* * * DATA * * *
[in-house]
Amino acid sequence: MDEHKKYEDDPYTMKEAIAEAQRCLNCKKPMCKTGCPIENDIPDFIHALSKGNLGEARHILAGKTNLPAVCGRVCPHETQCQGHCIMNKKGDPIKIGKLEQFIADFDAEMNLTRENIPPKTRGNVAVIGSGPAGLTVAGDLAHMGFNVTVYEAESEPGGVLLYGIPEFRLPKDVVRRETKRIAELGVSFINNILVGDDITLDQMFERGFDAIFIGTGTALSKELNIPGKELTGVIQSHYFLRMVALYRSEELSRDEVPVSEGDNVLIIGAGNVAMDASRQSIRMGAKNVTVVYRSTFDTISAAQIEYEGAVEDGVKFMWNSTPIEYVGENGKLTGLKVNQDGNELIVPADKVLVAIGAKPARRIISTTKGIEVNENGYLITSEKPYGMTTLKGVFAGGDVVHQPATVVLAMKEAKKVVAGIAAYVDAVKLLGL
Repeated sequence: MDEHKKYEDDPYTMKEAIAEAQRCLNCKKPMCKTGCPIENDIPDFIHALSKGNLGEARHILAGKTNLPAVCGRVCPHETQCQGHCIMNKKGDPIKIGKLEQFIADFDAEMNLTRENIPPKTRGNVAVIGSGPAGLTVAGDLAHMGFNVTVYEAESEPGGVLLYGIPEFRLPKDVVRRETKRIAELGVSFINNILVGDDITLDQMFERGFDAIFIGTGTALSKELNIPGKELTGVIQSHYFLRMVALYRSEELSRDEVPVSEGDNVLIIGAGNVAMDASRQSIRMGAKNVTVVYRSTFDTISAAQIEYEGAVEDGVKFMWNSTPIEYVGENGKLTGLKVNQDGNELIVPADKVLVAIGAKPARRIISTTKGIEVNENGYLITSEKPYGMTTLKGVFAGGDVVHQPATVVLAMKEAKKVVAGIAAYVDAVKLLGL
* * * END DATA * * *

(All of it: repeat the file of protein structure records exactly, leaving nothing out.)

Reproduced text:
[in-house]
Amino acid sequence: MDEHKKYEDDPYTMKEAIAEAQRCLNCKKPMCKTGCPIENDIPDFIHALSKGNLGEARHILAGKTNLPAVCGRVCPHETQCQGHCIMNKKGDPIKIGKLEQFIADFDAEMNLTRENIPPKTRGNVAVIGSGPAGLTVAGDLAHMGFNVTVYEAESEPGGVLLYGIPEFRLPKDVVRRETKRIAELGVSFINNILVGDDITLDQMFERGFDAIFIGTGTALSKELNIPGKELTGVIQSHYFLRMVALYRSEELSRDEVPVSEGDNVLIIGAGNVAMDASRQSIRMGAKNVTVVYRSTFDTISAAQIEYEGAVEDGVKFMWNSTPIEYVGENGKLTGLKVNQDGNELIVPADKVLVAIGAKPARRIISTTKGIEVNENGYLITSEKPYGMTTLKGVFAGGDVVHQPATVVLAMKEAKKVVAGIAAYVDAVKLLGL
Repeated sequence: MDEHKKYEDDPYTMKEAIAEAQRCLNCKKPMCKTGCPIENDIPDFIHALSKGNLGEARHILAGKTNLPAVCGRVCPHETQCQGHCIMNKKGDPIKIGKLEQFIADFDAEMNLTRENIPPKTRGNVAVIGSGPAGLTVAGDLAHMGFNVTVYEAESEPGGVLLYGIPEFRLPKDVVRRETKRIAELGVSFINNILVGDDITLDQMFERGFDAIFIGTGTALSKELNIPGKELTGVIQSHYFLRMVALYRSEELSRDEVPVSEGDNVLIIGAGNVAMDASRQSIRMGAKNVTVVYRSTFDTISAAQIEYEGAVEDGVKFMWNSTPIEYVGENGKLTGLKVNQDGNELIVPADKVLVAIGAKPARRIISTTKGIEVNENGYLITSEKPYGMTTLKGVFAGGDVVHQPATVVLAMKEAKKVVAGIAAYVDAVKLLGL